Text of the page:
- New Host and Ocean Records for the Parasitic Copepod Bobkabata kabatabobbus (Lernaeosoleidae: Poecilostomatoida)
The parasitic copepod Bobkabata kabatabobbus Hogans & Benz is reported for the first time from the Pacific Ocean and from the darkfin sculpin, Malacocottus zonurus (Psychrolutidae: Scorpaeniformes). Based on five specimens, several morphological features are reported for the first time for B. kabatabobbus, including a second protuberance on the cephalothorax, a pair of vestigial legs on the neck, and two dark-staining sclerites on the trunk that may represent body segment boundaries or interpodal bars.
Bobkabata Hogans & Benz, 1990, is one of two monotypic genera within Lernaeosoleidae Yamaguti, 1963 (Poecilostomatoida: Copepoda). Until this report, B. kabatabobbus Hogans & Benz, 1990, was known only from two collections consisting of three individuals taken from the pallid sculpin, Cottunculus thomsoni (Günther, 1882) (Psychrolutidae: Scorpaeniformes) in the western North Atlantic (Hogans and Benz 1990, Benz and Braswell 1998). Herein we present the first record of B. kabatabobbus from the Pacific Ocean as well as a new host fish for this parasite. We also provide new information regarding the morphology of B. kabatabobbus.
Materials and Methods
A total of five B. kabatabobbus adult females was collected from two formalin-fixed darkfin sculpins, Malacocottus zonurus Bean, 1890 (Psychrolutidae: Scorpaeniformes). One host, 114 mm standard length, was captured 24 March 1976 in a fishing trawl at 360 m in the western North Pacific Ocean east of Cape Erimo, Hokkaido (42° 1.9´ N, 143° 44.4´ E). This host was infected with one B. kabatabobbus adult female that was attached at the base of the soft-rayed portion of the dorsal fin. This intact specimen has been deposited in the National Science Museum, Tokyo, Japan (NSMT-Cr 14164). The second host was captured 4 April 1984 in a fishing trawl at an unknown depth in the western North Pacific Ocean east of Cape Erimo, Hokkaido (42° 18´ N, 144° 2.2´ E). This host was infected with four B. kabatabobbus adult females, one at the base of the spiny-rayed portion of the dorsal fin and three along the base of the soft-rayed portion of the dorsal fin. One intact specimen and the posterior portion of a second specimen from this collection have been deposited in the NSMT (NSMT-Cr 14165 and NSMT-Cr 14166, respectively).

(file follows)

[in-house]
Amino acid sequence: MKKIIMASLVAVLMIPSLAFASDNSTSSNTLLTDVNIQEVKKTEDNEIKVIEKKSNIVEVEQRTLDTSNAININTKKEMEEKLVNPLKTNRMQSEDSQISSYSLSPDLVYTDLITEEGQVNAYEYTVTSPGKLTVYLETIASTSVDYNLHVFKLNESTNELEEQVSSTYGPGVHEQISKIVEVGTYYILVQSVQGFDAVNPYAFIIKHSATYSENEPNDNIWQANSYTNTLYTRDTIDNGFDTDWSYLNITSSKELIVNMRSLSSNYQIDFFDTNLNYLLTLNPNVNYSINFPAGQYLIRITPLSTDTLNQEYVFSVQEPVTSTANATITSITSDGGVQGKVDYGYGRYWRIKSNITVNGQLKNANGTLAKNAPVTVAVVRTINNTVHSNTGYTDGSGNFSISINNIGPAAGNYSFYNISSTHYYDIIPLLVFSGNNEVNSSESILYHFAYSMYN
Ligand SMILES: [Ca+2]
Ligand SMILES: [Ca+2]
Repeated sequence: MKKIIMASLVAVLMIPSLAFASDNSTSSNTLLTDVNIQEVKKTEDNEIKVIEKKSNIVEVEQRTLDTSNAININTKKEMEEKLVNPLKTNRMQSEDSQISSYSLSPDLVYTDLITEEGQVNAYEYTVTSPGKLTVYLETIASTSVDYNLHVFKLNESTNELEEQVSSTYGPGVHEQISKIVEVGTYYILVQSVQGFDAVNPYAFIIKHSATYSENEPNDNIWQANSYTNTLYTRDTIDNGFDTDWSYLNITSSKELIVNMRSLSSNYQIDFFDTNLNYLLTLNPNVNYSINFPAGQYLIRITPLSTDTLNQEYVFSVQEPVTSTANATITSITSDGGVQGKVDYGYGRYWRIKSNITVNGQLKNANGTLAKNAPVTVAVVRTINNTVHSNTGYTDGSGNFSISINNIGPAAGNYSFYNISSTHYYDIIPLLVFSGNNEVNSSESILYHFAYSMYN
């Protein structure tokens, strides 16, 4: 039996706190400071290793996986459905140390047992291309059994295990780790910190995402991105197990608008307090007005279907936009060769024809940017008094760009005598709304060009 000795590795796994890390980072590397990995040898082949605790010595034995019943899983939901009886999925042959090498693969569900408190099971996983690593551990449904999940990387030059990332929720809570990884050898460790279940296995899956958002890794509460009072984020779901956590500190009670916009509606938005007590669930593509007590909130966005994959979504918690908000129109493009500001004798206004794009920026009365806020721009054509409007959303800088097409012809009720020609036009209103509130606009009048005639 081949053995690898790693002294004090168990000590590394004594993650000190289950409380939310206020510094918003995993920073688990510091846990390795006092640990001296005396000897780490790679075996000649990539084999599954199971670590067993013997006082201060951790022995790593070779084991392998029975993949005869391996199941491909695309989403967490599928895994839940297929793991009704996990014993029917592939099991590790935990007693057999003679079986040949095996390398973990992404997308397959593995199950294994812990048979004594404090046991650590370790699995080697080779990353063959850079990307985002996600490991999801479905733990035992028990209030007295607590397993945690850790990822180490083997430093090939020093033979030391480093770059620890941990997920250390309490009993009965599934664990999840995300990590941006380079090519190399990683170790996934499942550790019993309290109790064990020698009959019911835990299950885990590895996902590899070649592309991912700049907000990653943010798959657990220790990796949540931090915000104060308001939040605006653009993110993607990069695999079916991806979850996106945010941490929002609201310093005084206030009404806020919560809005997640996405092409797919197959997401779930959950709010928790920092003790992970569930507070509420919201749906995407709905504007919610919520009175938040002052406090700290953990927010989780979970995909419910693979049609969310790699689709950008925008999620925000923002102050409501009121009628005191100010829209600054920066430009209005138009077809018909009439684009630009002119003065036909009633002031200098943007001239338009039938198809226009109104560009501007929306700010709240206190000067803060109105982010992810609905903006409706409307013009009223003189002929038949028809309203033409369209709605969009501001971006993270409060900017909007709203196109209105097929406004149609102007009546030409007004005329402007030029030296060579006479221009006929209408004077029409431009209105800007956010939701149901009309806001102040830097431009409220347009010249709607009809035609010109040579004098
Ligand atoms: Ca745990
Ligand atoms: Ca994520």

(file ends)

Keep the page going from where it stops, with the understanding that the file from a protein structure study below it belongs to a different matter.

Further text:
Bobkabata kabatabobbus is a mesoparasite (sensu Kabata 1979), and all five specimens reported here were found embedded in the musculature of the hosts with only a short portion of the thoracic "neck" and the horse-shoelike posterior of the body protruding. After they were dissected from their hosts, the copepods were studied using light (LM) and scanning electron microscopy (SEM). For LM studies copepods were cleared and stained in a solution of lactic acid and lignin pink and subsequently examined using the wooden slide technique of Humes and Gooding [End Page 259] (1964). One specimen was examined using SEM. This specimen was prepared for gold-palladium sputter coating by placing it in 100% ethanol (two changes, 1 hr each) followed by immersion in a small volume of hexamethyldisilazane (15 min). Before mounting on a metal stub with two-sided sticky tape, drying was achieved by placing the specimen under a slight vacuum to remove the hexamethyldisilazane. Illustrations were prepared with the aid of a camera lucida (LM) or they were drawn with some interpretation from SEM micrographs. Specimens were measured using an eyepiece graticule (LM) and measurements in millimeters are reported as the mean followed in parentheses by the standard deviation, range, and sample size. Conventions for measurements are shown in Figure 1A. Terminology regarding copepod morphology follows Huys and Boxshall (1991). Host systematics follows Nelson (1994).
Results and Discussion
All of the specimens of B. kabatabobbus reported here generally matched the descriptions of the species provided by Hogans and Benz (1990) and Benz and Braswell (1998). However, some specimens exhibited features not previously observed, and based on these new specimens the following additional information on the species is provided: total length, 9.46 (±1.515, 8.32-12.06, 5); head length, 2.08 (±0.232, 1.80-2.42, 5); head width, 1.77 (±0.364...